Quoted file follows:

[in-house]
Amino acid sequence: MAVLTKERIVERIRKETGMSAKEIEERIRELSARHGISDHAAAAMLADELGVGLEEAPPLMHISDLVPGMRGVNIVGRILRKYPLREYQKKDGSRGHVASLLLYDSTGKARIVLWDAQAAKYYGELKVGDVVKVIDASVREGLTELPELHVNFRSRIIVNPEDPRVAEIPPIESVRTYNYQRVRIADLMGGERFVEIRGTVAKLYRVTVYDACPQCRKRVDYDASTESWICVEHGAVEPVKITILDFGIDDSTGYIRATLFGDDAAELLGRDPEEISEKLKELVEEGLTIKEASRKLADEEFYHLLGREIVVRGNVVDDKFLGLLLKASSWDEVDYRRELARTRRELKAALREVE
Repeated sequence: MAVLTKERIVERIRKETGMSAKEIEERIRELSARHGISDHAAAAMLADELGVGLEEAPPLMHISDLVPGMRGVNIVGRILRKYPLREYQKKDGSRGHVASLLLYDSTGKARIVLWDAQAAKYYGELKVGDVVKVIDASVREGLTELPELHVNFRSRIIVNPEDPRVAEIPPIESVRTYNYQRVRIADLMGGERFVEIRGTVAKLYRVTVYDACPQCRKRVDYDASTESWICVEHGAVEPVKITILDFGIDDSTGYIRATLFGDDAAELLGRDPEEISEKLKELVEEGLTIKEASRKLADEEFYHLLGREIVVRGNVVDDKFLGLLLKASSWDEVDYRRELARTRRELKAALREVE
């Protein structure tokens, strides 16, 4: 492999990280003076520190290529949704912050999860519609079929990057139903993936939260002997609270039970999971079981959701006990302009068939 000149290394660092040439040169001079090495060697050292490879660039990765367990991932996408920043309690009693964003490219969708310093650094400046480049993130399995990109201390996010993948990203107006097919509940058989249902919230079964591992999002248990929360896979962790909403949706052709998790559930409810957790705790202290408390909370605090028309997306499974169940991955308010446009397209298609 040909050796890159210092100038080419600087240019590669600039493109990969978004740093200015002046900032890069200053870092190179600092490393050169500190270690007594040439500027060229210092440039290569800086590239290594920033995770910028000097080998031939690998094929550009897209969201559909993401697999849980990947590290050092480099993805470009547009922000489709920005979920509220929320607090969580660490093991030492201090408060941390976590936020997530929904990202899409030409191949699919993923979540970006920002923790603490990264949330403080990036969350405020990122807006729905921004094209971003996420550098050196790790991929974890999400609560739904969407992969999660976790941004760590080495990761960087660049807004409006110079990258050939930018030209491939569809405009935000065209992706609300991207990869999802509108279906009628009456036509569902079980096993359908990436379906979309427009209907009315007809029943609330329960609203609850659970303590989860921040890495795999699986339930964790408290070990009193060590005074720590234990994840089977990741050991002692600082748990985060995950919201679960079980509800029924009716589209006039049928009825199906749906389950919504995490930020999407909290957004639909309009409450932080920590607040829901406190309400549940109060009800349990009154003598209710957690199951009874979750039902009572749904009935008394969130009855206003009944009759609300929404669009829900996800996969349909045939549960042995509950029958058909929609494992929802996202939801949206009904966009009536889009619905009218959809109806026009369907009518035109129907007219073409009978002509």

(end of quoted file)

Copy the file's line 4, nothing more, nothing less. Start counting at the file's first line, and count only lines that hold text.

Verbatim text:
């Protein structure tokens, strides 16, 4: 492999990280003076520190290529949704912050999860519609079929990057139903993936939260002997609270039970999971079981959701006990302009068939 000149290394660092040439040169001079090495060697050292490879660039990765367990991932996408920043309690009693964003490219969708310093650094400046480049993130399995990109201390996010993948990203107006097919509940058989249902919230079964591992999002248990929360896979962790909403949706052709998790559930409810957790705790202290408390909370605090028309997306499974169940991955308010446009397209298609 040909050796890159210092100038080419600087240019590669600039493109990969978004740093200015002046900032890069200053870092190179600092490393050169500190270690007594040439500027060229210092440039290569800086590239290594920033995770910028000097080998031939690998094929550009897209969201559909993401697999849980990947590290050092480099993805470009547009922000489709920005979920509220929320607090969580660490093991030492201090408060941390976590936020997530929904990202899409030409191949699919993923979540970006920002923790603490990264949330403080990036969350405020990122807006729905921004094209971003996420550098050196790790991929974890999400609560739904969407992969999660976790941004760590080495990761960087660049807004409006110079990258050939930018030209491939569809405009935000065209992706609300991207990869999802509108279906009628009456036509569902079980096993359908990436379906979309427009209907009315007809029943609330329960609203609850659970303590989860921040890495795999699986339930964790408290070990009193060590005074720590234990994840089977990741050991002692600082748990985060995950919201679960079980509800029924009716589209006039049928009825199906749906389950919504995490930020999407909290957004639909309009409450932080920590607040829901406190309400549940109060009800349990009154003598209710957690199951009874979750039902009572749904009935008394969130009855206003009944009759609300929404669009829900996800996969349909045939549960042995509950029958058909929609494992929802996202939801949206009904966009009536889009619905009218959809109806026009369907009518035109129907007219073409009978002509």